In Depth Fishing Report 19/1

19 Jan 23

It was a week of firsts for some anglers in the South West which made it exciting. First Mako’s, first Kingy’s and first Tuna were the target for those inexperienced on these species. Rivers are still producing some nice fish and so are the lakes.

Saltwater: As mentioned in the new opening, there was a several firsts ticked off the list for some of those that headed out during this past week. Max Fry was one of these anglers when he landed an 8kg bluefin tuna on a home-made fly. On their first trip in the ocean in their tinny it was a great effort regardless of the boat they were in. Another first that was ticked off was Wendy Linke who caught her first kingfish on a Pakula Skirt trolled near the anchorage of Portland. Not to be outdone by his Mum, Adam Linke also ticked off his first bluefin tuna in the same area. Heaps of small kings were present and very inquisitive of the lures, especially the stick baits. The tuna were so finicky that they drove away from them in search for more kings. Boat traffic has been an issue lately with some operators not understanding etiquette for other users. Don’t be that person that drives into someone else’s school of fish and ruin it for everyone. If someone is casting into the school then don’t go trolling through the school like some have been as it will wreck it for everyone. On the bottom fishing side of things it’s been a whiting week with stacks of big fish coming on the chew both on land and in boats. Geordie Allardice scored a thumping 1.029kg whiting off Port Fairy while fishing with his father Russell. Although we have a solid whiting fishery it’s not very often that we see a fish of this calibre. James Porter stumbled across a new whiting spot off Portland after lucking out of the king fish and tuna which turned out to be a blessing in disguise. He landed 15 odd fish on a range of baits but blue bait was the standout on this particular day. Plenty of gummy sharks closer to home with Warrnambool and Port Fairy ramps seeing plenty brought in by offshore anglers. The usual crews have been getting most of their fish on squid and pilchards just beyond the dirty water line which is thanks to the floods from our rivers. Killarney has seen the welcome return of big Australian Salmon by those chasing whiting. Targeting these fish isn’t a hard task and can sometimes only require a back pack and a couple of metals and your trusty light rod combo. Chasing these schools of fish up and down the beach is half the fun and also gives you some great exercise at the same time and that’s before you hook into a rampaging salmon.

Estuaries: the Hopkins River has turned it on again this week with some cracking fish caught on a mixture of baits and lures. The bream have once again moved to crabs on walls which is when we see most of the bigger fish caught. Mason Hunt scored a 44cm bream below the bridge on a soft plastic worked slowly on the sand flats. These fish below the bridge have had a really good flush of salt water through their gills this week after some bigger seas and big tides pushed clean water right up to the bridge. Not only has the lower sections been fishing well but above Jubilee has also fished well for both perch and bream. Using hard bodies up here on the rock wall edges is your best shot at landing that Hopkins beast of a fish. The mulloway have been a lot quieter the past couple weeks which either means that the boat traffic has slowed them down or they have moved out of the system. You never quite know when these fish will switch on and turn up so persistence is certainly the key to that. The Glenelg River has seen some quality bream and perch caught just below Sapling Creek on cut mullet cast into the deeper drop offs around mud flats. Using as light of or even no sinker is the way to go and will allow the fish to take off with it without feeling extra weight.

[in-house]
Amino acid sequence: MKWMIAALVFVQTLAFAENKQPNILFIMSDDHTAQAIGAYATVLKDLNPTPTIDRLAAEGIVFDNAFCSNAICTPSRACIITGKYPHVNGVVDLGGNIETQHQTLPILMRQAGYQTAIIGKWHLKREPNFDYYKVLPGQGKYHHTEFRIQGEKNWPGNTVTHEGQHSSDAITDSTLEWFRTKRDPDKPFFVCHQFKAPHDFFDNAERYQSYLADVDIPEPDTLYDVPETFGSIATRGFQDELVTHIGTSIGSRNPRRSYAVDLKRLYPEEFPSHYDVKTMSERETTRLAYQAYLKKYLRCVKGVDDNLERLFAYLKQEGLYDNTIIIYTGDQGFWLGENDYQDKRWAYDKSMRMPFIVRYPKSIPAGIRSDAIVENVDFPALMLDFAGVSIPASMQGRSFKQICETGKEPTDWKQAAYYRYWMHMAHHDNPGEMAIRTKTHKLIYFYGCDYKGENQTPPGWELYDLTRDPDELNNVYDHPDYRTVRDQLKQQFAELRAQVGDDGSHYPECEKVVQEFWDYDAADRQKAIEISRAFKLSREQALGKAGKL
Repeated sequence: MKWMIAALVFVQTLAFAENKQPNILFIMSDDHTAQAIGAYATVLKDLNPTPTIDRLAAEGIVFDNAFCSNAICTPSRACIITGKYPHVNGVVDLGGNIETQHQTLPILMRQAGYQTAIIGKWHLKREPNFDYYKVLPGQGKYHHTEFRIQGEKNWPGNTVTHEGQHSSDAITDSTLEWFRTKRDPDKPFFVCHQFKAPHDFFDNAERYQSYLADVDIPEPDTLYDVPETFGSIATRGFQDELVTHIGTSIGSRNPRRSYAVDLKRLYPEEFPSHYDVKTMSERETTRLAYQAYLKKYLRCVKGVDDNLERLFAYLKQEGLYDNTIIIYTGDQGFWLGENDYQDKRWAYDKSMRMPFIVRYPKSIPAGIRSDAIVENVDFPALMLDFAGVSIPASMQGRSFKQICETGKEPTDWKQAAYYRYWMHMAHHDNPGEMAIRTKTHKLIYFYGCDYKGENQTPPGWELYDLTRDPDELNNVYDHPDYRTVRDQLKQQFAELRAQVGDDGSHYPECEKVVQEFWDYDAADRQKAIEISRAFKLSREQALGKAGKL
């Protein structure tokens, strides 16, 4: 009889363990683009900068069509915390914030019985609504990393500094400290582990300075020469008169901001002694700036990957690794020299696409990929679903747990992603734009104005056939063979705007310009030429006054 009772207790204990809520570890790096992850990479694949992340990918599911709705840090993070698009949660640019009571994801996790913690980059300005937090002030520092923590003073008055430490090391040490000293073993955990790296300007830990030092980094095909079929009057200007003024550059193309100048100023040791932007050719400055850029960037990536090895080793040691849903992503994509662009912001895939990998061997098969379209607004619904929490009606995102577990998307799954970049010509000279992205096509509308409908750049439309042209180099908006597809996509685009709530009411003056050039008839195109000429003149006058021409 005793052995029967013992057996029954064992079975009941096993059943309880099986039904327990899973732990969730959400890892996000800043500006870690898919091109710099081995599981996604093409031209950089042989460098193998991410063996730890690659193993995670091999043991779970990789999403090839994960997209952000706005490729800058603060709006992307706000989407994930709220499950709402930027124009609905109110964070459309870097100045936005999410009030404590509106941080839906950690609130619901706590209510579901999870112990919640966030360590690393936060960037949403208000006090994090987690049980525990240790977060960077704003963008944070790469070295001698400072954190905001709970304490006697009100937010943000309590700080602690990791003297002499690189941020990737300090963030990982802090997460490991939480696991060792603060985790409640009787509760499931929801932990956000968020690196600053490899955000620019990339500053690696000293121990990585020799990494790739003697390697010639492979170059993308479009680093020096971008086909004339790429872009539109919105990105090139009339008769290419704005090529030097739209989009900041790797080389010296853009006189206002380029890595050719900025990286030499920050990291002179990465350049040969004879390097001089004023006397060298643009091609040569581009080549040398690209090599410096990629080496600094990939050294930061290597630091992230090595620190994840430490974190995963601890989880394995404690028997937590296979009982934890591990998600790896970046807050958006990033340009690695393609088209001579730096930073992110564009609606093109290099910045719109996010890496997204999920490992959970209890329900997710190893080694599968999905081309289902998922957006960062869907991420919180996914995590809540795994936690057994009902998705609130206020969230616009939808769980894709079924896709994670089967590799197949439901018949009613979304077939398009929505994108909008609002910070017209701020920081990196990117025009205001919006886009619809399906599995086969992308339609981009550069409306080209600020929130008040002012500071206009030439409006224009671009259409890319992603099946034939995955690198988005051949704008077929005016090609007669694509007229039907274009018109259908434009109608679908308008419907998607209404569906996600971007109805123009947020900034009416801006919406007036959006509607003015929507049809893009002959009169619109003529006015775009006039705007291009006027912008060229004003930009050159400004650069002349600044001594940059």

Freshwater: it’s been redfin and more redfin this week for everyone fishing the local lakes and rivers. Darcy Cutter scored a ripper river redfin out of his kayak. Although there aren’t as many redfin in the rivers as the lakes, they certainly are a lot bigger. If you get one don’t be surprised if it’s over 40cm and fat as a pig! Typically these fish are caught as bi-catch to trout anglers casting soft plastics and hard bodies along the reeds. Not often known for their power, they certainly put up a great account for themselves in a river. Lake Purrumbete is still producing some quality trout on both lures trolled and live minnow fished on a downrigger. Fish to 2.4kg have been caught in the Lake Purrumbete Angling Clubs twilight competitions along with redfin to 877g. Bullen Merri is still the place to be for a trophy size chinook salmon with loads of big fish getting caught each week. Using blue bait cubed down a steady trail has been the preferred method along with trolling hard bodies on downriggers. Anything that looks like the natural bait fish in here will be your best chance so a green or white lure will hold you in good stead.

This weekends forecast looks to be a possible chance for most to head offshore early on Saturday morning but Sunday looks a lot harder. The Warrnambool and District Angling Club will be holding another competition on Saturday afternoon beginning at 1pm and concluding at 7pm. There will be prizes for heaviest bream and heaviest bag of 5 bream in the open section, heaviest bream in the juniors and heaviest fish in the ladies section. There will also be a prize for heaviest other fish which can be won by anyone who fished the competition. BBQ tea and drinks will be available after the weigh in. Until next week tight lines and best of luck!